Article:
In the digital media world, it is common knowledge that the signal to noise ratio is abysmal. We are used to being bombarded with content and sifting through a never-ending stream of information can be time-consuming and, often, we can miss the stuff that we need to know.
Our partnership with Amazon Web Services (AWS) is one that we are proud of and the quantity of useful information available is a valuable resource. In fact, the AWS Blog has a well-earned reputation for providing its ecosystem with regular updates and announcements, and not being aware of an upgrade or extension can have an impact on business optimization strategies.
With that in mind, the AWS Partner Team at Infostretch is here to take some of the heavy lifting away. Our aim is to filter through the noise and not only provide you with the most noteworthy AWS announcements in one place but also give you our take on why it matters.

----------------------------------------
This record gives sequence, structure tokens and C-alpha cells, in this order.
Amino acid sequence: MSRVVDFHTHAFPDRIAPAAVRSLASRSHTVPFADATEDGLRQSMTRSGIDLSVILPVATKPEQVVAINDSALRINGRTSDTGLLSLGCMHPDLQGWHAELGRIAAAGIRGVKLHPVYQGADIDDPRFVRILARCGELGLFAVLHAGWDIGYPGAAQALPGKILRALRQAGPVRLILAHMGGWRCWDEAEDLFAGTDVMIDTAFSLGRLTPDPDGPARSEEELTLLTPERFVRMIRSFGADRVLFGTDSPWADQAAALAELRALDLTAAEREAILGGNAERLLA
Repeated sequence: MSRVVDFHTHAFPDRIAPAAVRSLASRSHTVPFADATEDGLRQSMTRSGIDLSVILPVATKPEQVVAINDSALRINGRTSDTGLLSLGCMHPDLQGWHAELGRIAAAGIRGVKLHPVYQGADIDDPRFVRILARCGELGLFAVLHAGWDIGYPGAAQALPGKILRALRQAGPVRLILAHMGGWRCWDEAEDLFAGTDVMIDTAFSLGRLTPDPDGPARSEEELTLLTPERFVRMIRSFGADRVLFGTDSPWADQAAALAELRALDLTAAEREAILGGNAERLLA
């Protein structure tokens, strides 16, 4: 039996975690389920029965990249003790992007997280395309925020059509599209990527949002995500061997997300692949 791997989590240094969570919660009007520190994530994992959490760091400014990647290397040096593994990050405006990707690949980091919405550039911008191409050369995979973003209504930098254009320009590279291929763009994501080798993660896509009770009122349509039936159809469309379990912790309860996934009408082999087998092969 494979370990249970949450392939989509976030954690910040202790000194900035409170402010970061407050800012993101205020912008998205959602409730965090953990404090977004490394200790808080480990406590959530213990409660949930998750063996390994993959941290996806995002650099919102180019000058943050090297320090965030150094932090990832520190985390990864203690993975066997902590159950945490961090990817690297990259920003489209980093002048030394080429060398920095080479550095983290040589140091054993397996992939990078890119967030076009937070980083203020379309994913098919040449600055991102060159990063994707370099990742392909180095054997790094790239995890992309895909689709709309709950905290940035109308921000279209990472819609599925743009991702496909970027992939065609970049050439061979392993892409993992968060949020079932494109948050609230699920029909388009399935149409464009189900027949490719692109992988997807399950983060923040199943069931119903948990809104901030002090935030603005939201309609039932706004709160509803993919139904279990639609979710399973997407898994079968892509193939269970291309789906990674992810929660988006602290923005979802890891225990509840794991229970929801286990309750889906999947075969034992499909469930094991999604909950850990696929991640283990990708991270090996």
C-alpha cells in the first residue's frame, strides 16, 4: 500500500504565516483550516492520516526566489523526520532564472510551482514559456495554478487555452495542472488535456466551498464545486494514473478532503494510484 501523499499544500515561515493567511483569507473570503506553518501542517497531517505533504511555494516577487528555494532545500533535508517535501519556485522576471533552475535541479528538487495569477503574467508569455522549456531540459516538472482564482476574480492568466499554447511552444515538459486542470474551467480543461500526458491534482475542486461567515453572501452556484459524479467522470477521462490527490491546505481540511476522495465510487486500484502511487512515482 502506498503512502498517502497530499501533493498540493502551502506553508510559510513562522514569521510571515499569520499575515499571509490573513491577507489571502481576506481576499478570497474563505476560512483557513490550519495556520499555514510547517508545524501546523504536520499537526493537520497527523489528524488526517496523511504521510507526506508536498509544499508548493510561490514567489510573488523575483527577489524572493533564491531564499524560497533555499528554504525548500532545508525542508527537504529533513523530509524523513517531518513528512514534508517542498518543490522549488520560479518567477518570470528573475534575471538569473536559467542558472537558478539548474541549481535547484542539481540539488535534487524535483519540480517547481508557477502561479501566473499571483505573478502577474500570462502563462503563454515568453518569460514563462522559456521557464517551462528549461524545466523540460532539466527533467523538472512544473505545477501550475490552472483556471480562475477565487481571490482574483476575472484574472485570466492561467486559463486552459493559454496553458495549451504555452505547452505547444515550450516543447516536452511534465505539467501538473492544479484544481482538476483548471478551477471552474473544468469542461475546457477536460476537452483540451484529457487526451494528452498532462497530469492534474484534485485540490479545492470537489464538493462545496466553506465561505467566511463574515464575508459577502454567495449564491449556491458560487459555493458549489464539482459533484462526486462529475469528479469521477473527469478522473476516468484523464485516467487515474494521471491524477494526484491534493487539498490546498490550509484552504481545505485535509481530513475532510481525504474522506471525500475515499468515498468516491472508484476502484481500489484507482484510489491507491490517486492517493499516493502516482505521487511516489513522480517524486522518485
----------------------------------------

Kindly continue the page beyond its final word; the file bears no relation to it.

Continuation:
In the first of what will be a regular monthly series, we look back at April and pick out the highlights from its numerous updates, new service additions and announcements.
AWS Announces General Availability of AQUA for Amazon Redshift
AQUA (Advanced Query Accelerator) for Amazon Redshift is now generally available. AQUA provides a new distributed and hardware accelerated cache that brings compute to the storage layer for Amazon Redshift and delivers up to 10 times faster query performance than other enterprise cloud data warehouses.
Why it matters:
As a Digital Engineering Company, Infostretch helps customers to build Data Warehousing with the help of Amazon Redshift. Using AQUA, customers can run queries faster, even at scale. As a result, end users get access to more up-to-date dashboards, reducing development time and making system maintenance easier.